Many health plans are facing uncertainties: the changing health insurance landscape, the speed at which value–based care is approaching, and growing demands from customers, to name a few. But one investment may help executives meet each of these challenges—an investment in analytics. Health plans are data rich, yet those data are not always leveraged to understand what happened and why, or predict what is likely to happen. Health plans that don't take advantage of their data may risk being disrupted and left behind. Analytics can be a key payer competitive differentiator setting your organization ahead of the pack.
Payers and providers connect, both formally and informally, through the reimbursement process. In past times, the relationships were stormy. Today, market forces push the need for better understanding of margin defense and revenue cycle performance. Streamlining internal operations addresses many of these new market demands. For example, patients demand higher value for care pushing more review of claims which push greater need for consistent documentation.
HEDIS is a tool used by 90% of America’s Health Plans to gauge performance on crucial aspects of care and service. By standardizing the way health plans collect, analyze, and report performance information and data, HEDIS creates an equal playing field for all health plans (who use HEDIS) to be compared. The tool is also used by health plans to learn which area they can improve in. On the other end, employers, consultants, and patients use HEDIS data to help them select the best health plan for their needs.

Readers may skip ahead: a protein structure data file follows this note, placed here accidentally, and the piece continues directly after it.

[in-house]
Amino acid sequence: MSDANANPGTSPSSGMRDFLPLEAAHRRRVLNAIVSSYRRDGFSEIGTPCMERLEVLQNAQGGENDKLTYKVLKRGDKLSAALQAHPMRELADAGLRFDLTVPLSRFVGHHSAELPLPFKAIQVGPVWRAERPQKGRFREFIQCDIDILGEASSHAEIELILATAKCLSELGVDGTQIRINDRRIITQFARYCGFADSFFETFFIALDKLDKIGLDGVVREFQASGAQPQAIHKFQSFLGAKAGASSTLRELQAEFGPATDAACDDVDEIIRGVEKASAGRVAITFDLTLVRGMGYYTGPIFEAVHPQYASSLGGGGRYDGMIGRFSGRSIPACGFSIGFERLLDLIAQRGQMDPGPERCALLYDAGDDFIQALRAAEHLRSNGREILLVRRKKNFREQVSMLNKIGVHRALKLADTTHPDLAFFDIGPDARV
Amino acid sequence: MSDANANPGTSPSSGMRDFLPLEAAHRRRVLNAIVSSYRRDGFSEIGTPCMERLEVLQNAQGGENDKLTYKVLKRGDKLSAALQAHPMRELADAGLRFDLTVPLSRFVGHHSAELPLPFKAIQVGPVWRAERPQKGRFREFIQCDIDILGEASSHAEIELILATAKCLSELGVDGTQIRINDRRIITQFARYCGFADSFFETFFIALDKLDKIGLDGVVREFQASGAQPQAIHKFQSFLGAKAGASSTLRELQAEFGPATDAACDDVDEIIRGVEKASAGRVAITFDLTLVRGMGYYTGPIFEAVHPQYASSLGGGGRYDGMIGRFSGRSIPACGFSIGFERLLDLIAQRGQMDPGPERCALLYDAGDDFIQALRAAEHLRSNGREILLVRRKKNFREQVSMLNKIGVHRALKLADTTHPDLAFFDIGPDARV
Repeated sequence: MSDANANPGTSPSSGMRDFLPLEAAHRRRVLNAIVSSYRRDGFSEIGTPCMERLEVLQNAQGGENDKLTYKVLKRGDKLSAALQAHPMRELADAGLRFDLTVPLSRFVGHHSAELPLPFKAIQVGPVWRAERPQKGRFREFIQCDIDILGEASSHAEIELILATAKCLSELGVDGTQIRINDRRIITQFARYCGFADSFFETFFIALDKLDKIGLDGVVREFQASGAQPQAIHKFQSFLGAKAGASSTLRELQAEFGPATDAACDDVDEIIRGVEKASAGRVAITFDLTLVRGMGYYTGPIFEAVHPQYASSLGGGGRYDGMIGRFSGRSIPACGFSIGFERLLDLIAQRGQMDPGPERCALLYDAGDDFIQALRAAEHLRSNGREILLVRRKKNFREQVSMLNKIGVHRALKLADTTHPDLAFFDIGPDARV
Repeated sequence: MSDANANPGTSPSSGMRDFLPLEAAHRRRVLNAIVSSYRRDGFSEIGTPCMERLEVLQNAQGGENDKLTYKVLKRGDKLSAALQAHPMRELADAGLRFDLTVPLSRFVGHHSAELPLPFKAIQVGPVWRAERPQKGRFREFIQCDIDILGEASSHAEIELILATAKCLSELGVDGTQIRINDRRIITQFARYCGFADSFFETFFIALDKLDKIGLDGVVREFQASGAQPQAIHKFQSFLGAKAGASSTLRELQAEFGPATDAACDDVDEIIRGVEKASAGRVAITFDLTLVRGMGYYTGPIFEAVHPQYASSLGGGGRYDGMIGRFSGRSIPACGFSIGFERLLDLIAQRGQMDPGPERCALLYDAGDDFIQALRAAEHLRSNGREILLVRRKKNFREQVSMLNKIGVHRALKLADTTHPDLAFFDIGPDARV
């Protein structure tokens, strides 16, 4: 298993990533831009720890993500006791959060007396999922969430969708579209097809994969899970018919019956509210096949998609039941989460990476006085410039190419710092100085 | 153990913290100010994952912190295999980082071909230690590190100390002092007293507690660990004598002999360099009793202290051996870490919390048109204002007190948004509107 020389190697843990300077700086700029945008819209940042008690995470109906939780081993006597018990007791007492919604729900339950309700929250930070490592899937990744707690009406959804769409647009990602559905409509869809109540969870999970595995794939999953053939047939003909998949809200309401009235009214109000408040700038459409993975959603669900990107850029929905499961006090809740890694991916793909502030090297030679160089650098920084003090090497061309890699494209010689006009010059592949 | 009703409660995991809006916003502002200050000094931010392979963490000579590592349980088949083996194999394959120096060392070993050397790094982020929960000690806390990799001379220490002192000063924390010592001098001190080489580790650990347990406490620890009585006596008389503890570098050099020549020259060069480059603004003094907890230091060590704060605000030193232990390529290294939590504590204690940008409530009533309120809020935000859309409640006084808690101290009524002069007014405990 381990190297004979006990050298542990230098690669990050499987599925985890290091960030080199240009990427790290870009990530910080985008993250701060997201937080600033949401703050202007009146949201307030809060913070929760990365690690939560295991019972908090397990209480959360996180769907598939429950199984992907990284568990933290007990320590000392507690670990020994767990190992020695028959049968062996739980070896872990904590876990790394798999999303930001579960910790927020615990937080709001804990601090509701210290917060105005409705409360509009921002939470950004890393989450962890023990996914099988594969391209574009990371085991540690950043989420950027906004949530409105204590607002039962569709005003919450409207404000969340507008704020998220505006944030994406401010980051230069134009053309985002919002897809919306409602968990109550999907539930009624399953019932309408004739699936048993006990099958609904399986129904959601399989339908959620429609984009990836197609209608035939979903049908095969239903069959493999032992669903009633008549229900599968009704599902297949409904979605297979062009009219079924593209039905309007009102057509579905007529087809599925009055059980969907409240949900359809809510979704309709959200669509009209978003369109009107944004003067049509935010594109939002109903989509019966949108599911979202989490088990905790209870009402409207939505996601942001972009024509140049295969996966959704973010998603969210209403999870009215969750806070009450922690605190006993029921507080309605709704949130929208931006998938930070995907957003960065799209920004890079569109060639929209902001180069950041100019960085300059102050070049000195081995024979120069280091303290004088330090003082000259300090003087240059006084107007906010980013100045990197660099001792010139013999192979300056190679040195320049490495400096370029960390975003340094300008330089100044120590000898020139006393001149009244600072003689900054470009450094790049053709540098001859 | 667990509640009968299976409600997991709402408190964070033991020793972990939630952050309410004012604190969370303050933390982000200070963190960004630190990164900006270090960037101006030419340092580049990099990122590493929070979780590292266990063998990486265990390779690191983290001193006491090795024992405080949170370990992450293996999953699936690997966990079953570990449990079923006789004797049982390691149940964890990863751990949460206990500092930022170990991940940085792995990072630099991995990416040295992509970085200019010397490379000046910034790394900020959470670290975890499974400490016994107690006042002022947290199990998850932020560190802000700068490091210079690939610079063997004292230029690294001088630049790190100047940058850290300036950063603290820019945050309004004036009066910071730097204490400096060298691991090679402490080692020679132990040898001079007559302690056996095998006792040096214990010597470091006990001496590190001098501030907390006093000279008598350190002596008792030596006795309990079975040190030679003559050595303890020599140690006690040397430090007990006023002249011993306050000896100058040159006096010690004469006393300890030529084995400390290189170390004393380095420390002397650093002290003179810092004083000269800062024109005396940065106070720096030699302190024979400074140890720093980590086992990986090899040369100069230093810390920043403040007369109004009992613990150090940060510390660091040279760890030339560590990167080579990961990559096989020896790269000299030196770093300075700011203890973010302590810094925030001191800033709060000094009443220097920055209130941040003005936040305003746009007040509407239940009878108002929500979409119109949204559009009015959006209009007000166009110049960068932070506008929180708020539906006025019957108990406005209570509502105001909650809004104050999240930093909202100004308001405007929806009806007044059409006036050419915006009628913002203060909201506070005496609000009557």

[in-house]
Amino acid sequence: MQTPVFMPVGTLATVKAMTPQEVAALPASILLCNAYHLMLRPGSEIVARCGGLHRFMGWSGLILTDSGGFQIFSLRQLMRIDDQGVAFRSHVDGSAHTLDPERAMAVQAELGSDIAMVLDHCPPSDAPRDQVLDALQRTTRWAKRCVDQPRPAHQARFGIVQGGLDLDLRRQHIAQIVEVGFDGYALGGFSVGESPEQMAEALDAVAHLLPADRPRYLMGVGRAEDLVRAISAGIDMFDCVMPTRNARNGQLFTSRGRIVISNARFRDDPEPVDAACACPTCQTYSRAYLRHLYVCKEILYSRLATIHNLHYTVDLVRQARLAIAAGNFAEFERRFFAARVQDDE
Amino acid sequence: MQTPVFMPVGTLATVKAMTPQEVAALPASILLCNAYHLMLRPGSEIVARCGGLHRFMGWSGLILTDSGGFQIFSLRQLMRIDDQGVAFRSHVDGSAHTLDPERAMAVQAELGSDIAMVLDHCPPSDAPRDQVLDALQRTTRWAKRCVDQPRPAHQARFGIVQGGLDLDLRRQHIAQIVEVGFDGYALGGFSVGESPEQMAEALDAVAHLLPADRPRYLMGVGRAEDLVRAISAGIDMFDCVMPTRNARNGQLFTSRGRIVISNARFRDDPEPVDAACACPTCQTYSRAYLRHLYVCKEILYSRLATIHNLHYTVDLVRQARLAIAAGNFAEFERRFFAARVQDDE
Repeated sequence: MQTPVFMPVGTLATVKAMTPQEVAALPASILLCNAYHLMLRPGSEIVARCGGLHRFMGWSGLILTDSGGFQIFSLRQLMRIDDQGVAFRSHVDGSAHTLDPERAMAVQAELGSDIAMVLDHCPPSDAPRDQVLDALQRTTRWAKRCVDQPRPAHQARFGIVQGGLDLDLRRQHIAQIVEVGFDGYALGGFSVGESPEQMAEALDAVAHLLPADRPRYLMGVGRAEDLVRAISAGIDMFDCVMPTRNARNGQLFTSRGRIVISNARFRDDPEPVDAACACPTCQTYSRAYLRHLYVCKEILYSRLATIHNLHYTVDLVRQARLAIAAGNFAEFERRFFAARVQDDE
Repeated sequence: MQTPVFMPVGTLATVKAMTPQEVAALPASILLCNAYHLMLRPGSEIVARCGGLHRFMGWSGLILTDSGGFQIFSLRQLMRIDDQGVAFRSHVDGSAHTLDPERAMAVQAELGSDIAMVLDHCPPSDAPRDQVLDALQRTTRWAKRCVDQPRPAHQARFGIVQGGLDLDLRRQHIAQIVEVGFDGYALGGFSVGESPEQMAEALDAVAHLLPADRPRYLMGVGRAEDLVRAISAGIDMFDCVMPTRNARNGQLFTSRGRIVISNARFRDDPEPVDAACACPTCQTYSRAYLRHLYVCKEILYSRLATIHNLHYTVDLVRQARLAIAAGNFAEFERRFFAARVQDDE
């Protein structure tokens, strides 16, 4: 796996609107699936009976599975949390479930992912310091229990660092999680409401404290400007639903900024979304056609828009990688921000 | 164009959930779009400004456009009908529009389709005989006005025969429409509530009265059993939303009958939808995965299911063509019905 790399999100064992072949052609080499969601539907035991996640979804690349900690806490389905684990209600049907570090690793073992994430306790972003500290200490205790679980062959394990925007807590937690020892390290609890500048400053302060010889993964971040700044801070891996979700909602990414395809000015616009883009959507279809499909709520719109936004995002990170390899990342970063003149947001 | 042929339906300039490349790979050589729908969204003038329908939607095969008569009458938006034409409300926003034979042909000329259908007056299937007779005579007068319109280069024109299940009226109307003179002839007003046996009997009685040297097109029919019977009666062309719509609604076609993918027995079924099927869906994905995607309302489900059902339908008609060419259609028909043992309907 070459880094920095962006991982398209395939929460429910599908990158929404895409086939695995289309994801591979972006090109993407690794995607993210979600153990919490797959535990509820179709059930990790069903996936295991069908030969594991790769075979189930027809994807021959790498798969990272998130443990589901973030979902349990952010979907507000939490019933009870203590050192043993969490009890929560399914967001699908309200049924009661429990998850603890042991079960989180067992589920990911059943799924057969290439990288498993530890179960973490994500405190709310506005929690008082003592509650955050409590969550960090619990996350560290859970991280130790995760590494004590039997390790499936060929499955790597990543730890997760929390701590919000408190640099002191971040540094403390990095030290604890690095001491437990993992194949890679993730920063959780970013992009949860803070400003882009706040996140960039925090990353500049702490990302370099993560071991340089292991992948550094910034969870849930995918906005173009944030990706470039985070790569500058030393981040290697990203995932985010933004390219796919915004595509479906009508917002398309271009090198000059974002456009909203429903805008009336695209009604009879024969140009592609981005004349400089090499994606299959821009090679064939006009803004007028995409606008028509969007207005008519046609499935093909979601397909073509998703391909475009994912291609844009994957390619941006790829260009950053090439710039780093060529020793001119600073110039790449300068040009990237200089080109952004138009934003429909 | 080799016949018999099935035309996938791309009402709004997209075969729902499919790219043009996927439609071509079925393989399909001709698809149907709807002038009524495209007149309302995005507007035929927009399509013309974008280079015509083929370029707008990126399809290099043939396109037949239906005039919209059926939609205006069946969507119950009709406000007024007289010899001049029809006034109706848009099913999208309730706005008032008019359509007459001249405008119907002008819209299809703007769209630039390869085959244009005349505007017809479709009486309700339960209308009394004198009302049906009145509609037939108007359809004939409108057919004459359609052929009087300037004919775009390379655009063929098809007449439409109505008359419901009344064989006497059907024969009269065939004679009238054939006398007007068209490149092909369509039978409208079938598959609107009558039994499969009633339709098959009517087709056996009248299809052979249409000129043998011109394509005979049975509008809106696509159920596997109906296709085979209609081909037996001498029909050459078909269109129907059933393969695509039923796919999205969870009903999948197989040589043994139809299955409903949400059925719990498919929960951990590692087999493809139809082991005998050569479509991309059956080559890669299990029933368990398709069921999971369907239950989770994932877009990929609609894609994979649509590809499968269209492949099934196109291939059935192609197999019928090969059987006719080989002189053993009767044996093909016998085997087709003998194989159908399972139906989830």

The Centers for Medicare & Medicaid Services (CMS) released Part 2 in a set of data that details information on prescription drugs prescribed by individual physicians and other health care providers and paid for under the Medicare Part D Prescription Drug Program. The CMS believes that The Part D Prescriber PUF data will provide healthcare professionals with important information to drive change within the industry. “These data enable a wide range of analyses on the type of prescription drugs paid for under the Medicare Part D program, and on prescription drug utilization and spending generally.”
The Centers for Medicare & Medicaid Services (CMS) finalized a new rule that gives providers and employers better access to Medicare and private sector claims data. CMS hopes that the improved access will help organizations make more informed decisions about care delivery and quality improvement.
In 2014 more than 14,000 people died from prescription opioid overdoses* and the numbers are not decreasing. Prescription Drug Monitoring Programs and the analysis of patient data, are two ways the healthcare industry is fighting the opioid epidemic.
The Centers for Medicare & Medicare Services (CMS) values data. And with the update of their data initiatives, it will now be more transparent and easier to access. Your organization will now be able to benchmark against some of the biggest health systems in the country. Data is crucial for measuring costs, services and trends, especially when it comes to organizational growth.
News of data breaches and cyberattacks have been ruling the headlines since early 2015. In fact, out of the 14 largest healthcare data breaches 5 occurred in 2015. As cyber attacks become more common it’s crucial for healthcare organizations to learn how to protect themselves, and their patient’s data, from breaches and attacks.
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The healthcare industry is rapidly growing: With innovations in medical tools and new successful procedures performed annually, there is no shortage of change. Just as vital to the industry are solutions that help manage the information of the millions of patients who visit each year. To keep up with the demand and to facilitate the process, adjusting healthcare information management practices is a necessity. Here are three trends that are being implemented.